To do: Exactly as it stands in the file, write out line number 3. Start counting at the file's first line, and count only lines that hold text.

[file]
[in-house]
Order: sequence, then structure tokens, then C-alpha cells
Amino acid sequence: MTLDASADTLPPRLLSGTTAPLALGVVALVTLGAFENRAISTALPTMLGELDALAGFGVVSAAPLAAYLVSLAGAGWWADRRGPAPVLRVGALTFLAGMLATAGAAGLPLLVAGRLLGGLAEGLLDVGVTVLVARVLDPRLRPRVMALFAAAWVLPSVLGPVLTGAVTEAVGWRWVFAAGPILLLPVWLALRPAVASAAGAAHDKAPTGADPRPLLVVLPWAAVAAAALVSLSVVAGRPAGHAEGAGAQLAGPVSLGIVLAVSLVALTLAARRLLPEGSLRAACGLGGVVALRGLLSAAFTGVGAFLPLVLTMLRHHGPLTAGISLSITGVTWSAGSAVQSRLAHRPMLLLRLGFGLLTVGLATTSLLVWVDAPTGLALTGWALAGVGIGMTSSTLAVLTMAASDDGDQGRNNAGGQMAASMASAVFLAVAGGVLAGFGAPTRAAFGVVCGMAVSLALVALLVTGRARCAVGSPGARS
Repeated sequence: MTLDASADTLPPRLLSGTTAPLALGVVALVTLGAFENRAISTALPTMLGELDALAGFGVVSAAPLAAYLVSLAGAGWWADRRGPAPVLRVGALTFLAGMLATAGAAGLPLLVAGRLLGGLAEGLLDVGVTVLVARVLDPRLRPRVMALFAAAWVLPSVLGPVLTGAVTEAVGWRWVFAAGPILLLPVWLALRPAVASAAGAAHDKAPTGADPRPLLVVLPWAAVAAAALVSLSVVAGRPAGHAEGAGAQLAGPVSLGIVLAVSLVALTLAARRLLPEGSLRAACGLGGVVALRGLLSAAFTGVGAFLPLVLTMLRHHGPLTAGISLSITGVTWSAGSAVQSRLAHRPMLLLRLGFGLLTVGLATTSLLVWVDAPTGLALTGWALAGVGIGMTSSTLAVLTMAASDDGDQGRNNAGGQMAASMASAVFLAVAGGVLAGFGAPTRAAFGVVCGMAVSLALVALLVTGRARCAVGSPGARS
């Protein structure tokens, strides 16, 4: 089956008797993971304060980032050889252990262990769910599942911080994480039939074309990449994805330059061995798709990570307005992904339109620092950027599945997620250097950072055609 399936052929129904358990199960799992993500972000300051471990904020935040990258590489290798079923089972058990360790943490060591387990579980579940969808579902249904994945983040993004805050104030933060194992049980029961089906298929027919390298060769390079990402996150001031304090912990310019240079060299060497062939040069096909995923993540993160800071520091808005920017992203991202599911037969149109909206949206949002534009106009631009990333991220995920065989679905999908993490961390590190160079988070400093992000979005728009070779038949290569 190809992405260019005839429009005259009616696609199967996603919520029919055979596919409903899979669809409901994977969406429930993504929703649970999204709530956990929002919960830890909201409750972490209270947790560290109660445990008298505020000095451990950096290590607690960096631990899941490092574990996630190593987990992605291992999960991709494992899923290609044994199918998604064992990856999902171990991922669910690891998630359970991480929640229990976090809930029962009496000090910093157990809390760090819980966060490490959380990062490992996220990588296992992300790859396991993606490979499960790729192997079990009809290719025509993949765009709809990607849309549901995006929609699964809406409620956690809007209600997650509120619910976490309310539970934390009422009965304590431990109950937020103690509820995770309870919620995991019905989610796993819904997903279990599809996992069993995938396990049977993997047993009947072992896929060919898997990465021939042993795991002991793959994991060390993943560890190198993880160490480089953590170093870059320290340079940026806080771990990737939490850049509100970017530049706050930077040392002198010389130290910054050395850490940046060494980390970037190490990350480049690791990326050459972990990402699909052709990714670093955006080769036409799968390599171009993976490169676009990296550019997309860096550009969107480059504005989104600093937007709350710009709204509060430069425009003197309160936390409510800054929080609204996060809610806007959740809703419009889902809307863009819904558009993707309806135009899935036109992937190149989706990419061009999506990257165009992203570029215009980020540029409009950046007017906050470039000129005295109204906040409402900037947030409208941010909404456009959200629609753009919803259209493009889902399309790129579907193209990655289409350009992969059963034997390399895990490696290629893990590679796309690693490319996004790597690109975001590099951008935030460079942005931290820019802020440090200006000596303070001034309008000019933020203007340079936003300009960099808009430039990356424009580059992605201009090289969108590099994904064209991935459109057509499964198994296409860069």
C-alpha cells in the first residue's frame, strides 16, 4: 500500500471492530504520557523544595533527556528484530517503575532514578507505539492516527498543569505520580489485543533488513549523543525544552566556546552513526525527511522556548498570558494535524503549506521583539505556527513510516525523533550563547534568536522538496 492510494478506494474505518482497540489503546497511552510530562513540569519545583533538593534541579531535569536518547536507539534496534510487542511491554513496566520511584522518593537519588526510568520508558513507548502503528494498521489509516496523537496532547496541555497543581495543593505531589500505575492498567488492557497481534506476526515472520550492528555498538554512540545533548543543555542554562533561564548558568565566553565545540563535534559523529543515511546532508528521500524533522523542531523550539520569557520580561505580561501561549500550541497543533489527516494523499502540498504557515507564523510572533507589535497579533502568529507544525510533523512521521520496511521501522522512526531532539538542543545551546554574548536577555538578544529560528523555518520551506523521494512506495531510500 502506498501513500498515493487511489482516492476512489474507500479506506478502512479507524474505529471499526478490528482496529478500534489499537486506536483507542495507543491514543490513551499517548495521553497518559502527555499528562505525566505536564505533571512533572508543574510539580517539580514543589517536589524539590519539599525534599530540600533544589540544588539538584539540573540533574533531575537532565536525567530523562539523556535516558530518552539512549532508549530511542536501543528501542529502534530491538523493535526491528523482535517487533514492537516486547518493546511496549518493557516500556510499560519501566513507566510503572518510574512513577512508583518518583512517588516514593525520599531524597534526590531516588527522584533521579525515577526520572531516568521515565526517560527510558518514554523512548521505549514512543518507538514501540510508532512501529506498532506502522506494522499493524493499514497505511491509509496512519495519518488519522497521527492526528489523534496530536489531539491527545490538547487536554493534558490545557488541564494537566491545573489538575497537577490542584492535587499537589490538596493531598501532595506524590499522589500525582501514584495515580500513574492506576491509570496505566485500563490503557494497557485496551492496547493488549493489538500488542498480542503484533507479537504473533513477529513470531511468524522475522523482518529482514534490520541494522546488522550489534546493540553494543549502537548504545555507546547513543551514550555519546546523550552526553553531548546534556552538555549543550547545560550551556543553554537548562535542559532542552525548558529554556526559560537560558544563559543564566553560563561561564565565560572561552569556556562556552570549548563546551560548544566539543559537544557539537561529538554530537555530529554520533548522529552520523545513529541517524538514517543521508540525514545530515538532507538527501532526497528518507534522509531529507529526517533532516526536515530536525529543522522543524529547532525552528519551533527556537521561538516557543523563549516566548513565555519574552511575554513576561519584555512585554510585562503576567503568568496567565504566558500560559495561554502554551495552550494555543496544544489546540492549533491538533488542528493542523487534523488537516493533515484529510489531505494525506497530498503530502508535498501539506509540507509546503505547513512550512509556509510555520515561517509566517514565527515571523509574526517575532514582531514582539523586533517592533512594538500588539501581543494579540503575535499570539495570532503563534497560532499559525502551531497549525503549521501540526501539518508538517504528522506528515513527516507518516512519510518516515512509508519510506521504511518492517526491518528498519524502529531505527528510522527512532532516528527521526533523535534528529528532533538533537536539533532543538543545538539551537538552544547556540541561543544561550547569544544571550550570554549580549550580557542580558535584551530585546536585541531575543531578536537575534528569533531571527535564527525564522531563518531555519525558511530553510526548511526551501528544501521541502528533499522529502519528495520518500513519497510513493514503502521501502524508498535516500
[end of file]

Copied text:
Amino acid sequence: MTLDASADTLPPRLLSGTTAPLALGVVALVTLGAFENRAISTALPTMLGELDALAGFGVVSAAPLAAYLVSLAGAGWWADRRGPAPVLRVGALTFLAGMLATAGAAGLPLLVAGRLLGGLAEGLLDVGVTVLVARVLDPRLRPRVMALFAAAWVLPSVLGPVLTGAVTEAVGWRWVFAAGPILLLPVWLALRPAVASAAGAAHDKAPTGADPRPLLVVLPWAAVAAAALVSLSVVAGRPAGHAEGAGAQLAGPVSLGIVLAVSLVALTLAARRLLPEGSLRAACGLGGVVALRGLLSAAFTGVGAFLPLVLTMLRHHGPLTAGISLSITGVTWSAGSAVQSRLAHRPMLLLRLGFGLLTVGLATTSLLVWVDAPTGLALTGWALAGVGIGMTSSTLAVLTMAASDDGDQGRNNAGGQMAASMASAVFLAVAGGVLAGFGAPTRAAFGVVCGMAVSLALVALLVTGRARCAVGSPGARS